Fortunately, I spent my time constructively. I wrote an article for this here blog entitled ‘Bonus’, yet perhaps due to recent inactivity I somehow forgot to post it. Never mind. You didn’t miss much. Plus I’ll probably recycle most of it in this little preview – of a game that may or may not take place…

As many of you will notice, there was an appeal on the website requesting supporters arrive this morning to clear the pitch of snow, to allow the frozen surface underneath the best chance to recover. I have noticed a few people pondering why we don’t have a pitch cover when extreme weather is expected. I vaguely remember that these type of things cost tens of thousands of pounds, so I wonder whether it would be worthwhile making our own? All we would need are a few hundred old duvets and a load of Tesco Value binbags to line it… I’m sure we have a few thrifty supporters who wouldn’t mind devoting some time to knit it all together… then bingo! No more postponements!

For those of you wondering why Danny Webb’s old training kit couldn’t be used for this job, it’s currently on its way to Haiti to be erected as a tent and used as a field hospital…

I suppose clearing the pitch has become a bit of a race against time, with rain forecast for tomorrow and Saturday allowing the snow to melt and saturate the playing surface probably isn’t an option. Yet it must be a careful procedure… after all the pitch itself has cost a fortune to get into its present state, and the investment in playing staff on it means the last thing we need is Danny Kedwell turning his ankle on a pothole created by a well-meaning volunteer rushing to remove a pile of snow and ice…

Not that I’m slagging off those who rushed to the ground this morning – all I’m saying is Saturday will be a big, big game for us, and I don’t want any of them coming away thinking ‘I wish I hadn’t bothered now’… Some of the other ‘big’ ex-League clubs have looked ordinary so far… Hello, Cambridge and Wrexham by the way… and those who are the real deal are starting to rise to the top. Stevenage, Oxford, York, all unbeaten at home this season. And lying just below them, a point ahead of us and with a game in hand, are Mansfield. Luton may have three games in hand on us, and are only three games behind, but they actually have to win those games. At this stage of the season I would prefer to have the points in the bag.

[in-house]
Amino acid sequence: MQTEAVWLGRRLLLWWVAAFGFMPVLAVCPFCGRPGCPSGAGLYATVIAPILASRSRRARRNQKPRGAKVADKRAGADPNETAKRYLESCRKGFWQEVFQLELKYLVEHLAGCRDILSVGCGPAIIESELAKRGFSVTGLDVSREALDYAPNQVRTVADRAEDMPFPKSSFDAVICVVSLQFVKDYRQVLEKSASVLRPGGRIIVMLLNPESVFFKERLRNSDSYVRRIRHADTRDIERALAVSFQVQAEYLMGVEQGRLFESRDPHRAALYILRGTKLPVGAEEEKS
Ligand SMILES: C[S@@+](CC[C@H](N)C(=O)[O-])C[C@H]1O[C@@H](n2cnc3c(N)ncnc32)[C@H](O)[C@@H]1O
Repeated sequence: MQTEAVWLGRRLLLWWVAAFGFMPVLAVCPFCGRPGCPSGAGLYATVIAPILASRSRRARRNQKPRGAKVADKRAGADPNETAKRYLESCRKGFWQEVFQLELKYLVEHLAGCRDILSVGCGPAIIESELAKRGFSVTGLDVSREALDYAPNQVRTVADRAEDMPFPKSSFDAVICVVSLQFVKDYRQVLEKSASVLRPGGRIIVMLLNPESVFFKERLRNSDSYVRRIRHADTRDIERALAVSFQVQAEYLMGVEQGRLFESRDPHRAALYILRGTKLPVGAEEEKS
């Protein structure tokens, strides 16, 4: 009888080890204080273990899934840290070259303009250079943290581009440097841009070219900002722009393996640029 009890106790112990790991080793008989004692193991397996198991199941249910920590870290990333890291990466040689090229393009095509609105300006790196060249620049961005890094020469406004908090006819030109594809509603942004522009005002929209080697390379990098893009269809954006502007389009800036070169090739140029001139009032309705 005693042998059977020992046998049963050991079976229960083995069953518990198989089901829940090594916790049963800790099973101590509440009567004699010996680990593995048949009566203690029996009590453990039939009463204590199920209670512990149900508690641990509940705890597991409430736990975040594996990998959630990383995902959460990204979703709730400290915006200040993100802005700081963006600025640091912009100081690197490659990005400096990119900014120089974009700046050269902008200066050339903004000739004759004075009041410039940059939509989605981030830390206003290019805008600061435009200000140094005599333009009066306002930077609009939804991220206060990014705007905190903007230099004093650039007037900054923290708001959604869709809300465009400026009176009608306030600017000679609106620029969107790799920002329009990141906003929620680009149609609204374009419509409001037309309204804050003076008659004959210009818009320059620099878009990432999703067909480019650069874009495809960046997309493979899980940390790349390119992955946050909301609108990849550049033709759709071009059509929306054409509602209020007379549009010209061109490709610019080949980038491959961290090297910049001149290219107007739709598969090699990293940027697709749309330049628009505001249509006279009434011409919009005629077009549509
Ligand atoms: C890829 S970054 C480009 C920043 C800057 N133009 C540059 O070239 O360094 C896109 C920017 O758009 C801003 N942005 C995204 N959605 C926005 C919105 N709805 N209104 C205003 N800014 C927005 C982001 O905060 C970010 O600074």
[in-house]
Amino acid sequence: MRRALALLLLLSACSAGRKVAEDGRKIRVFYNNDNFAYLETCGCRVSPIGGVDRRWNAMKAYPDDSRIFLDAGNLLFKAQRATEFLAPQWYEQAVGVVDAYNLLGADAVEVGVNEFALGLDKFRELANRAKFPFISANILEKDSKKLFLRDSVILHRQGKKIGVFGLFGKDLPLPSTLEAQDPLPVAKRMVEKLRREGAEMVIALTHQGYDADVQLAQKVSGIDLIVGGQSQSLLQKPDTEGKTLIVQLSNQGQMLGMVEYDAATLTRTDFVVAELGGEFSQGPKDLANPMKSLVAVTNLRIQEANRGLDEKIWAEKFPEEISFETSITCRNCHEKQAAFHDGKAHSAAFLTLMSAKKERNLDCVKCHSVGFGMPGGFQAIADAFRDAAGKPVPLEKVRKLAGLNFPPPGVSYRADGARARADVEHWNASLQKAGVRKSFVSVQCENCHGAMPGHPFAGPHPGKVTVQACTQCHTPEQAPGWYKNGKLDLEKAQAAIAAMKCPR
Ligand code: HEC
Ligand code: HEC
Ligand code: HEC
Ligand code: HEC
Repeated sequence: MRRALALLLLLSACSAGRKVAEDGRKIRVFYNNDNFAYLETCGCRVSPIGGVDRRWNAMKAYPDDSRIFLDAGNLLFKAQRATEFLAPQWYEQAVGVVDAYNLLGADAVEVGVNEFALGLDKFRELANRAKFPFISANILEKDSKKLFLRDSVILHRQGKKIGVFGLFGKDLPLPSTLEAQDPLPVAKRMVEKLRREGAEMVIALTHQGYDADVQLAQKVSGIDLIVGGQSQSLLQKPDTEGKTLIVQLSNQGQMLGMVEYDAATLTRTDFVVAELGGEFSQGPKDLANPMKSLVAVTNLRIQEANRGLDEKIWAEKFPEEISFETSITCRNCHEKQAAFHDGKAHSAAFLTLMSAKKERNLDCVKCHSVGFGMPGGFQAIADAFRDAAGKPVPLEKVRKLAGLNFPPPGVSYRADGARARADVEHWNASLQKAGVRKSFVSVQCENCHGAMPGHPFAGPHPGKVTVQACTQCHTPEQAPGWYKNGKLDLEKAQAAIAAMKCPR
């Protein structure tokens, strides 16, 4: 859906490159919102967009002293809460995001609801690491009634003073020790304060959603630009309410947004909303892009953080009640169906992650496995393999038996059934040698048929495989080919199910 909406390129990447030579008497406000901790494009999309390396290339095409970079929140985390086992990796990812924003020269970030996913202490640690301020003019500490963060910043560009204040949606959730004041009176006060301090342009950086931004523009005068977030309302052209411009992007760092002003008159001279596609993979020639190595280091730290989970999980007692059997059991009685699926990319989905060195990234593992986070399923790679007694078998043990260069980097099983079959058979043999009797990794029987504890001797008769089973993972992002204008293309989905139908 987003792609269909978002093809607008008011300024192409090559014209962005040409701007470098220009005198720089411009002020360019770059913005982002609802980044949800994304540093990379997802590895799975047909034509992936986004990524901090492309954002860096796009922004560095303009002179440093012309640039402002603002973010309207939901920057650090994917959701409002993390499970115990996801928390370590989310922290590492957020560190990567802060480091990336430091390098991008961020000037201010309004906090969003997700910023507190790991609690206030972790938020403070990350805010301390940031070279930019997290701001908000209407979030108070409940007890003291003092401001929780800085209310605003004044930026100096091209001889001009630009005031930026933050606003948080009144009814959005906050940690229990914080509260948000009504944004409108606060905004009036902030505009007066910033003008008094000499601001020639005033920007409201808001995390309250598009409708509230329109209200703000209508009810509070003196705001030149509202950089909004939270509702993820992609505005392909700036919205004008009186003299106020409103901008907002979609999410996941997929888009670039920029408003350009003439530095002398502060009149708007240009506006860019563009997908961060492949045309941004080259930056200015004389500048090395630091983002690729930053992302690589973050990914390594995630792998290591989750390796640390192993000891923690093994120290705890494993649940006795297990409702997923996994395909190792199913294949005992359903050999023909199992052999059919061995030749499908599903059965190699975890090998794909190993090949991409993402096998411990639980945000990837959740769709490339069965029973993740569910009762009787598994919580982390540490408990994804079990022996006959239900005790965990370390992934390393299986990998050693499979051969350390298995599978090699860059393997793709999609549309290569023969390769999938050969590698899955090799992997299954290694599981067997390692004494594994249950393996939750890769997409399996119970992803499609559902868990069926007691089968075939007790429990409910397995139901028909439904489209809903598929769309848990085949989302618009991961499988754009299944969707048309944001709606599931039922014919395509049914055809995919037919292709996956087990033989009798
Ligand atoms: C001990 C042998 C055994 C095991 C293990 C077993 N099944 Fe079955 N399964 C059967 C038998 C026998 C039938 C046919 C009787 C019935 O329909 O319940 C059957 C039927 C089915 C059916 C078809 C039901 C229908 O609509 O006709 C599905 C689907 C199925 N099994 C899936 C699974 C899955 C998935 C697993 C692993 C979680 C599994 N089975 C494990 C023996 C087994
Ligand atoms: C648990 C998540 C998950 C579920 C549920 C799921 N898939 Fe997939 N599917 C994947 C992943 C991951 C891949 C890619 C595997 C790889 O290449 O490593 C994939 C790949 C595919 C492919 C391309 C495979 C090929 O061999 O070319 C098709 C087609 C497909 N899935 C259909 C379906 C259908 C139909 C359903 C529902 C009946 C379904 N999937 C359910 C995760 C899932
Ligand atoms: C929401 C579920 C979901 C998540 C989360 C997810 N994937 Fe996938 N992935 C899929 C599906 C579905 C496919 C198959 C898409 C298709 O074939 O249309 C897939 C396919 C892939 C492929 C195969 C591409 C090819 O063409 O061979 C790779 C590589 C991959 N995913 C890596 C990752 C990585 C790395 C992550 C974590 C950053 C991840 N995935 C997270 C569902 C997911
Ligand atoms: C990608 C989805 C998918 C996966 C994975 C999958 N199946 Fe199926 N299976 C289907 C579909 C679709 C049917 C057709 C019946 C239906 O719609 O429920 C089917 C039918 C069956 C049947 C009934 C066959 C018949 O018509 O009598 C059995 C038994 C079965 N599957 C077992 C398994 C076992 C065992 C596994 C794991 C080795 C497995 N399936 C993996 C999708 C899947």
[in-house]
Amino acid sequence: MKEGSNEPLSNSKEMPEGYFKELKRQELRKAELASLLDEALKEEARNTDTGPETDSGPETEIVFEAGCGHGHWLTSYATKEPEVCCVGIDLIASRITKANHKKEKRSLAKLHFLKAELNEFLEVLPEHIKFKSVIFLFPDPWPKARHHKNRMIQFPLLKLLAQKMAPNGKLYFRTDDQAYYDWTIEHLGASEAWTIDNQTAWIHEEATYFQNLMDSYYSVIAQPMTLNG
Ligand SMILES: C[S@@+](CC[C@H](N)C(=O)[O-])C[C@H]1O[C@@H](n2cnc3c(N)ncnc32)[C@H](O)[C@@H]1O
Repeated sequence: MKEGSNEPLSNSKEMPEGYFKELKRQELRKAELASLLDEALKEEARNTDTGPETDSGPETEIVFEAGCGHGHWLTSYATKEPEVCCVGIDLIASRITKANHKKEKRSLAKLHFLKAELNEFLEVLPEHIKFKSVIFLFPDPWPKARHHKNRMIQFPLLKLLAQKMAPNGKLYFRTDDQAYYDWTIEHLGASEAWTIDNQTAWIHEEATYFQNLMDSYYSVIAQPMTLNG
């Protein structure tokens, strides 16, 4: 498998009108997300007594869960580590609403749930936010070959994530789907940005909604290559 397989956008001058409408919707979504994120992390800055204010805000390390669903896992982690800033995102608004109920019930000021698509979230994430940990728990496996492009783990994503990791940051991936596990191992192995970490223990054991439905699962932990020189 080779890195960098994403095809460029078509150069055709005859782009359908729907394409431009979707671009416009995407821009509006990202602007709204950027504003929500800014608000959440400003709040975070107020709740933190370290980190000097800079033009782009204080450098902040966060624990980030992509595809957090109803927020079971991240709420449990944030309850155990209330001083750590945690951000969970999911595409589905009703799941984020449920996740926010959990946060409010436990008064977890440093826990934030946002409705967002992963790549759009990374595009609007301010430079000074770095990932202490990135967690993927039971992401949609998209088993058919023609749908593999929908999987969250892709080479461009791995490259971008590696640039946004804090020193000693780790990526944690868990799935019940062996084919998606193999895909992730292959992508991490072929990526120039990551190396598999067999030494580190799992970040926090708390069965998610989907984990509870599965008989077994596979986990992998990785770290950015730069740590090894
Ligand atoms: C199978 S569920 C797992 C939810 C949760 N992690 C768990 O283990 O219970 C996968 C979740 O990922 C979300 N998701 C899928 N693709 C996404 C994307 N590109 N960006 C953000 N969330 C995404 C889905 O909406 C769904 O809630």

Now I haven’t seen much of Mansfield this season, and its fair to say their away form has been indifferent, but they have picked up wins rather than splitting points – winning six and losing six of their road games this term. Last time out on the road they lost 0-3 to York (and we know all about York…) yet followed it up with a morale boosting win against Cambridge before the big freeze set in. The question is, does this form make any difference after a two-week break? Perhaps there is a Mansfield blogger sitting there now, drawing strength from our defeat at Hayes on New Years Day.

In reality our lacklustre performance was more down to the players that weren’t on the pitch than those who were. With two signings that could potentially start on Saturday (Blanchett and Poole), and another signing apparently on the way, it could be said Wimbledon are a team in transition at the moment. Not pre-season style transition – it won’t take weeks for the new boys to settle, and they could always click straight away. But perhaps enough of a reshuffle for Mansfield to catch us cold?

The flip side of the coin is that we now have the strength in depth that we have been crying out for. As I said last time out, genuine contenders are looking to strengthen now and not release players (Hello, once again, Luton Town…), so to see Terry so active in the market is encouraging. The lack of news about the striker we have been promised doesn’t seem so much of a problem knowing we have a fully fit Danny Kedwell and Jon Main, the most potent strike force in the division with 28 between them, and if anything service should be improved now we have the likes of Will Hendry and Glenn  Poole to add to the likes of Lewis Taylor and the much-missed Luke Moore. (The one thing I do wonder about is where this leaves Elliott Godfrey, such a hard-working but desperately unlucky player, once Moore returns from injury…).

So should we put more pressure on our young team by expecting a win on Saturday? Hmmm, I think some of us would just feel quite privileged to see a game of football again…